A-4Appendix A Graphics and Computing GPUshardware for triangle setup and rasterization (dicing triangles into individualpixels) and texture mapping and shading (applying “decals” or patterns to pixelsand blending colors).In 2000, the single chip graphics processor incorporated almost every detailof the traditional high-end workstation graphics pipeline and therefore, deserveda new name beyond VGA controller. The term GPU was coined to denote thatthe graphics device had become a processor.Over time, GPUs became more programmable, as programmable processorsreplaced fixed function dedicated logic while maintaining the basic 3D graphicspipeline organization. In addition, computations became more precise over time,progressing from indexed arithmetic, to integer and fixed point, to single precisionfloating-point, and recently to double precision floating-point. GPUs have becomemassively parallel programmable processors with hundreds of cores and thousandsof threads.Recently, processor instructions and memory hardware were added to supportgeneral purpose programming languages, and a programming environment wascreated to allow GPUs to be programmed using familiar languages, including Cand C . This innovation makes a GPU a fully general-purpose, programmable,manycore processor, albeit still with some special benefits and limitations.GPU Graphics Trendsapplication programminginterface (API) A set offunction and data structuredefinitions providing aninterface to a library offunctions.GPUs and their associated drivers implement the OpenGL and DirectX models ofgraphics processing. OpenGL is an open standard for 3D graphics programmingavailable for most computers. DirectX is a series of Microsoft multimedia programming interfaces, including Direct3D for 3D graphics. Since these applicationprogramming interfaces (APIs) have well-defined behavior, it is possible to buildeffective hardware acceleration of the graphics processing functions defined by theAPIs. This is one of the reasons (in addition to increasing device density) that newGPUs are being developed every 12 to 18 months that double the performance ofthe previous generation on existing applications.Frequent doubling of GPU performance enables new applications that werenot previously possible. The intersection of graphics processing and parallelcomputing invites a new paradigm for graphics, known as visual computing. Itreplaces large sections of the traditional sequential hardware graphics pipelinemodel with programmable elements for geometry, vertex, and pixel programs.Visual computing in a modern GPU combines graphics processing and parallelcomputing in novel ways that permit new graphics algorithms to be implemented,and open the door to entirely new parallel processing applications on pervasivehigh-performance GPUs.Heterogeneous SystemAlthough the GPU is arguably the most parallel and most powerful processor ina typical PC, it is certainly not the only processor. The CPU, now multicore and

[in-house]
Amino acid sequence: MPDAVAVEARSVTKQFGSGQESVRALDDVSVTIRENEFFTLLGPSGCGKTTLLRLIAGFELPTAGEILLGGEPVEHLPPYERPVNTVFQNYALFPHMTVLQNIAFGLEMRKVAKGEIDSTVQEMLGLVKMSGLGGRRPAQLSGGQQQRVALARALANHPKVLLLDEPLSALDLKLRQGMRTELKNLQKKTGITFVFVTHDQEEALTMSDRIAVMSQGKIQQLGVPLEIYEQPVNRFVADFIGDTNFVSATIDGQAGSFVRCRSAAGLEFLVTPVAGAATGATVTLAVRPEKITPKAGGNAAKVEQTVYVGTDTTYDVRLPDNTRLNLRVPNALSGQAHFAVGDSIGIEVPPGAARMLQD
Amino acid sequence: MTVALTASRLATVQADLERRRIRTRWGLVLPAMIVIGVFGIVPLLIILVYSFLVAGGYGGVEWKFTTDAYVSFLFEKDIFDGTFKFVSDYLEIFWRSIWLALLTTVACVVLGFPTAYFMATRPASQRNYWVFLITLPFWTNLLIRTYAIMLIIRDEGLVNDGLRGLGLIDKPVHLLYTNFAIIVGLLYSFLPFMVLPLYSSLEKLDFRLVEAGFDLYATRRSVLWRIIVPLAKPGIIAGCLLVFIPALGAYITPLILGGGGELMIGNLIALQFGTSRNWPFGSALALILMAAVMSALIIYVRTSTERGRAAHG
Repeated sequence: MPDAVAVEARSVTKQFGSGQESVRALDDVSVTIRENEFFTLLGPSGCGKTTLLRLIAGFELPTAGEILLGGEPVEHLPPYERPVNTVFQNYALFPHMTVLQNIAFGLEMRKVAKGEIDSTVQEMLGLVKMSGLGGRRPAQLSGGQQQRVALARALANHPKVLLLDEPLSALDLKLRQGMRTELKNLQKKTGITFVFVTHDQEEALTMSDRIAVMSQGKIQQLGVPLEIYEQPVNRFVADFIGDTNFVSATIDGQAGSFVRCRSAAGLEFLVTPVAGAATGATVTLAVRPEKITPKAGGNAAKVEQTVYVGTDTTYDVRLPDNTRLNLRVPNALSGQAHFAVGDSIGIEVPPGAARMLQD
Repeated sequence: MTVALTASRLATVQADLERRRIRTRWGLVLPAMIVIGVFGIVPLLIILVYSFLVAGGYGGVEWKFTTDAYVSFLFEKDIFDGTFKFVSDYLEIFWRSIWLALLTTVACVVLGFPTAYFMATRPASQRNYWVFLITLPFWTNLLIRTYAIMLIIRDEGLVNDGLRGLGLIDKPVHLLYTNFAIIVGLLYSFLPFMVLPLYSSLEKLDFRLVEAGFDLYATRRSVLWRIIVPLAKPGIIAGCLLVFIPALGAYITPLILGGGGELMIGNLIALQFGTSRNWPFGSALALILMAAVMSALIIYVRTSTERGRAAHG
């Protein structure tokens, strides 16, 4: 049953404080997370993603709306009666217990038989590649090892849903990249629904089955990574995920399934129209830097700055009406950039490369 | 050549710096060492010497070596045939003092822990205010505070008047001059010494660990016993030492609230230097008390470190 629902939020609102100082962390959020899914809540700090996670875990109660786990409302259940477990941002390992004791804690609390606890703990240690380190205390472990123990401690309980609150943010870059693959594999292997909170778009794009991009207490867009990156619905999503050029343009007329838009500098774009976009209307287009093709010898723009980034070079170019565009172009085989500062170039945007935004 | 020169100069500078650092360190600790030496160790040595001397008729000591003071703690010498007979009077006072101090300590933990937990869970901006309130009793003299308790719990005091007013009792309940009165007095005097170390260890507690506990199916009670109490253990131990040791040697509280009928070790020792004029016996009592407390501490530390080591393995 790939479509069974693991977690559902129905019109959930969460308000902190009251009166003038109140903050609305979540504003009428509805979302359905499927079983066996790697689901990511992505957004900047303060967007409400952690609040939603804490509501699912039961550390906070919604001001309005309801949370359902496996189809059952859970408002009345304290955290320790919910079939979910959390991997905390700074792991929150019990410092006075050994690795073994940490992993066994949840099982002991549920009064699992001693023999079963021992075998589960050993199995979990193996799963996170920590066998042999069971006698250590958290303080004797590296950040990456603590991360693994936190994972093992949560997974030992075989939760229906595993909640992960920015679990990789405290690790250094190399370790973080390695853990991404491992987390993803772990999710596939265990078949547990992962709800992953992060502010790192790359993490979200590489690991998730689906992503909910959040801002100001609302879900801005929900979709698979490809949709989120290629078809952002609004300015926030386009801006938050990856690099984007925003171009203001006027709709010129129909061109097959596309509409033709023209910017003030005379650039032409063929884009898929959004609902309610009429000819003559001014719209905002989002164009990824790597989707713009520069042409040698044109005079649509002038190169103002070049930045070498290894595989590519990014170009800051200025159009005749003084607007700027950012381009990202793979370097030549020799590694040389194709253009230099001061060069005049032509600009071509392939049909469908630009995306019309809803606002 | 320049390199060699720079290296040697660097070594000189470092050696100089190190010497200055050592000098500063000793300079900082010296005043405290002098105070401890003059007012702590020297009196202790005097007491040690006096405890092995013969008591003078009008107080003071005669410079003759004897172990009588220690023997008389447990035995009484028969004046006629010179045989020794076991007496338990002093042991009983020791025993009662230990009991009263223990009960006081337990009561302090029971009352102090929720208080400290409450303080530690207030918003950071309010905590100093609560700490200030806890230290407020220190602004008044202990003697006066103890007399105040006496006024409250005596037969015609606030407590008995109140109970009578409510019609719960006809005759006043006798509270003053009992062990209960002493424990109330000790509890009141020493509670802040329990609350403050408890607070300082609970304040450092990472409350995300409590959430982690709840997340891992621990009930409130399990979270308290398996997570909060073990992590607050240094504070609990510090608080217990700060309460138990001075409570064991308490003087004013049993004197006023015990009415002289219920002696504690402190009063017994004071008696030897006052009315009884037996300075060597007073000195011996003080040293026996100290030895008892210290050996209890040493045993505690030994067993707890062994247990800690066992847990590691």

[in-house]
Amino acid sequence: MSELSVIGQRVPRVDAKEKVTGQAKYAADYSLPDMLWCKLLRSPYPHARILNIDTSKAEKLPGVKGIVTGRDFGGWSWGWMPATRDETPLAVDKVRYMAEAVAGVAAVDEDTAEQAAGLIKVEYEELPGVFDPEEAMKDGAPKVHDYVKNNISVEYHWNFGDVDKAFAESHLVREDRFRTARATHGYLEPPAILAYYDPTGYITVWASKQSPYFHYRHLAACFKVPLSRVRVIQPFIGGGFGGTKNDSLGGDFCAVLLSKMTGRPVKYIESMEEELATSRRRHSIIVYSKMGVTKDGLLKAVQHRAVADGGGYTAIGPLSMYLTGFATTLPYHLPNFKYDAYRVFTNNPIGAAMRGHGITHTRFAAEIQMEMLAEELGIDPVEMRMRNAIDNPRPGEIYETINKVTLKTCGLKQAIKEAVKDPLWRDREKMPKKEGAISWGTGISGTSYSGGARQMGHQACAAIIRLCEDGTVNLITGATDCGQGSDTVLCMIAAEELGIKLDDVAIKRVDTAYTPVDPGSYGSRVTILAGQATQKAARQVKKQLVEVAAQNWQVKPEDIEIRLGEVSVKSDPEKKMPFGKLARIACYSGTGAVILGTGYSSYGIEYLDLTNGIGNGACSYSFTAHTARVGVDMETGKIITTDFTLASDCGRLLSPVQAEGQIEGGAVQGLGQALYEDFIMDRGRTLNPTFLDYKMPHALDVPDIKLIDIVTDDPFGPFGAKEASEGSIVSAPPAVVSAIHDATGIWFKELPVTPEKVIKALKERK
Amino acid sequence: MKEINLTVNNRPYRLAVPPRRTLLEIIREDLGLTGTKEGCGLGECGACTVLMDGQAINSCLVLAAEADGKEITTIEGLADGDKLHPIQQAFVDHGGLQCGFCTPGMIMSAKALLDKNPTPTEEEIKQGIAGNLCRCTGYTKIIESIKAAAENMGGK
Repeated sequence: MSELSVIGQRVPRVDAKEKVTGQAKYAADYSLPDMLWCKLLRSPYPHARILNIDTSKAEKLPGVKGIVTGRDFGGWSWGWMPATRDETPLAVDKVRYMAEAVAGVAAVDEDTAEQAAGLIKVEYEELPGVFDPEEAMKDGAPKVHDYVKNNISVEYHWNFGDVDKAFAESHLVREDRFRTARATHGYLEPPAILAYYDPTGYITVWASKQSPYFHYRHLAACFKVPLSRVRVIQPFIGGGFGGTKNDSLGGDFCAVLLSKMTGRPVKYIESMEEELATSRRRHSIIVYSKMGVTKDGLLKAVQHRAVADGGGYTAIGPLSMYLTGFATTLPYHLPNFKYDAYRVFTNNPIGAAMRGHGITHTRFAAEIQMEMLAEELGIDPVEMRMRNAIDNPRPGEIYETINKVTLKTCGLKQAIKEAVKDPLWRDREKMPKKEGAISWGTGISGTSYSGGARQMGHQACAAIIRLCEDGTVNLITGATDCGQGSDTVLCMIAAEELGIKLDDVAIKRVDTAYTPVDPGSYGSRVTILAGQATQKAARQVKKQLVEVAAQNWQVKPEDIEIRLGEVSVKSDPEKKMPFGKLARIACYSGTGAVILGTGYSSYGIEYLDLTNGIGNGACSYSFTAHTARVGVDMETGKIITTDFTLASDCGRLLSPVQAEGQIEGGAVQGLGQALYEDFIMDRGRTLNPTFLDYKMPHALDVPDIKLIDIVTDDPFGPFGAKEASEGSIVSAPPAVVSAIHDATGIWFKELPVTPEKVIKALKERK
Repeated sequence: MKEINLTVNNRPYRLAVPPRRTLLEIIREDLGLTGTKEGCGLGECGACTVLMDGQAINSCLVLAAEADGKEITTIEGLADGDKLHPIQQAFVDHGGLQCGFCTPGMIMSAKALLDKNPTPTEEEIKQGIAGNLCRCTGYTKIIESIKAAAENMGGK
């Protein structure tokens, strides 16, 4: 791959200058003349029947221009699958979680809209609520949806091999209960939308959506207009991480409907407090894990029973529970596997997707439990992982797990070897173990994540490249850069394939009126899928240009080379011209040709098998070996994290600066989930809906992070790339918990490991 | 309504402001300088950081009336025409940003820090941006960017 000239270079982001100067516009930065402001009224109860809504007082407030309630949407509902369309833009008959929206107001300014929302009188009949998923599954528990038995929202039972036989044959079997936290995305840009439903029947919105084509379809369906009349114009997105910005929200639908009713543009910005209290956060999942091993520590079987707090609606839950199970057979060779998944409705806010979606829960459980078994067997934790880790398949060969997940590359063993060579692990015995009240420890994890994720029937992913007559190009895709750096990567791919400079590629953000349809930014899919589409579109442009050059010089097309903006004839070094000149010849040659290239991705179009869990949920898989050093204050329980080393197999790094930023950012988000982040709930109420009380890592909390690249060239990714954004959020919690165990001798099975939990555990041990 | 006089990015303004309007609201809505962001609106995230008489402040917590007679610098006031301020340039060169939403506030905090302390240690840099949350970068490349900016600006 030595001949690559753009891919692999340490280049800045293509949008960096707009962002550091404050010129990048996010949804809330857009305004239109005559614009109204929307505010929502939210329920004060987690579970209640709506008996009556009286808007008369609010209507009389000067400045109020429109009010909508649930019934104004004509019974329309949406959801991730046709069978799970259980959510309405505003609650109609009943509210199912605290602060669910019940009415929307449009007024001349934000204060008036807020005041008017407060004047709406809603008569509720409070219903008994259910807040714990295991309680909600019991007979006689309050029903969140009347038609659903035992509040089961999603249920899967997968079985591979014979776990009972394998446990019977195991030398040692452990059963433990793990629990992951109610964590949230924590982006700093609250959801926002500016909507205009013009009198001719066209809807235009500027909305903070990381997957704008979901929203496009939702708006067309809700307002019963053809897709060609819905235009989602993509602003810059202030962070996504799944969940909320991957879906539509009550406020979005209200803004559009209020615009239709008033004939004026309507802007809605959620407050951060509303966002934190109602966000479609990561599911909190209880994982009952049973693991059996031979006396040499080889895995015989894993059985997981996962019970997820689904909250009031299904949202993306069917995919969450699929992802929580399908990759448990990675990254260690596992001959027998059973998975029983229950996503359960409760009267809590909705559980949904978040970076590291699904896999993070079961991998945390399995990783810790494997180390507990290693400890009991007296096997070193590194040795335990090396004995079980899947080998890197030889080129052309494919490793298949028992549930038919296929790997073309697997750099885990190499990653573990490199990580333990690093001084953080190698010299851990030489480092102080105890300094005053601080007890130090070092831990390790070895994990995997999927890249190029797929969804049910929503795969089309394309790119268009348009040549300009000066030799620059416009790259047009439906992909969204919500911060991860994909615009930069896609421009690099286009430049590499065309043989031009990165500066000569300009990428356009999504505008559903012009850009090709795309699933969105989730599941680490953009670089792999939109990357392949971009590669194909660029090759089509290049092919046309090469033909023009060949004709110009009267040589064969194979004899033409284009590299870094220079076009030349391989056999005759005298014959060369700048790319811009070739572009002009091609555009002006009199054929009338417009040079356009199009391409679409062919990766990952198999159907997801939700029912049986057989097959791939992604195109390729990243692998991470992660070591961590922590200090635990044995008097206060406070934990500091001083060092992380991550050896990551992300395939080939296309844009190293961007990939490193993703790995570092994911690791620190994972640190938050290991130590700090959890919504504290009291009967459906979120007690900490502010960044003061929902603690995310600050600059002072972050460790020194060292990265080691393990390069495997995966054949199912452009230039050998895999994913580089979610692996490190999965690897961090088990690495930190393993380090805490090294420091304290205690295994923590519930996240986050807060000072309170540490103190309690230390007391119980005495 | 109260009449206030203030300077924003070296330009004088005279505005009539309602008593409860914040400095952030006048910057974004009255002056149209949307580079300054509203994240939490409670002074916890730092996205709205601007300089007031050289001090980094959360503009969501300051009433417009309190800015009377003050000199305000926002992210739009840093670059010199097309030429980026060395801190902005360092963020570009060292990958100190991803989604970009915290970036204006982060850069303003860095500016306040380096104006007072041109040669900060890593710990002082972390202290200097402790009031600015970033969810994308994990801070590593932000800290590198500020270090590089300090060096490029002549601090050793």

A.1IntroductionA-5soon to be manycore, is a complementary, primarily serial processor companionto the massively parallel manycore GPU. Together, these two types of processorscomprise a heterogeneous multiprocessor system.The best performance for many applications comes from using both the CPUand the GPU. This appendix will help you understand how and when to best splitthe work between these two increasingly parallel processors.GPU Evolves into Scalable Parallel ProcessorGPUs have evolved functionally from hardwired, limited capability VGA controllersto programmable parallel processors. This evolution has proceeded by changingthe logical (API-based) graphics pipeline to incorporate programmable elementsand also by making the underlying hardware pipeline stages less specialized andmore programmable. Eventually, it made sense to merge disparate programmablepipeline elements into one unified array of many programmable processors.In the GeForce 8-series generation of GPUs, the geometry, vertex, and pixelprocessing all run on the same type of processor. This unification allows fordramatic scalability. More programmable processor cores increase the total systemthroughput. Unifying the processors also delivers very effective load balancing,since any processing function can use the whole processor array. At the other endof the spectrum, a processor array can now be built with very few processors, sinceall of the functions can be run on the same processors.Why CUDA and GPU Computing?This uniform and scalable array of processors invites a new model of programmingfor the GPU. The large amount of floating-point processing power in the GPUprocessor array is very attractive for solving nongraphics problems. Given the largedegree of parallelism and the range of scalability of the processor array for graphicsapplications, the programming model for more general computing must expressthe massive parallelism directly, but allow for scalable execution.GPU computing is the term coined for using the GPU for computing via aparallel programming language and API, without using the traditional graphicsAPI and graphics pipeline model. This is in contrast to the earlier General Purposecomputation on GPU (GPGPU) approach, which involves programming the GPUusing a graphics API and graphics pipeline to perform nongraphics tasks.Compute Unified Device Architecture (CUDA) is a scalable parallel programming model and software platform for the GPU and other parallel processors thatallows the programmer to bypass the graphics API and graphics interfaces of theGPU and simply program in C or C . The CUDA programming model has anSPMD (single-program multiple data) software style, in which a programmerwrites a program for one thread that is instanced and executed by many threadsin parallel on the multiple processors of the GPU. In fact, CUDA also provides afacility for programming multiple CPU cores as well, so CUDA is an environmentfor writing parallel programs for the entire heterogeneous computer system.GPU computing Usinga GPU for computing viaa parallel programminglanguage and API.GPGPU Using a GPUfor general-purposecomputation via atraditional graphics APIand graphics pipeline.CUDA A scalable parallelprogramming modeland language based onC/C . It is a parallelprogramming platformfor GPUs and multicoreCPUs.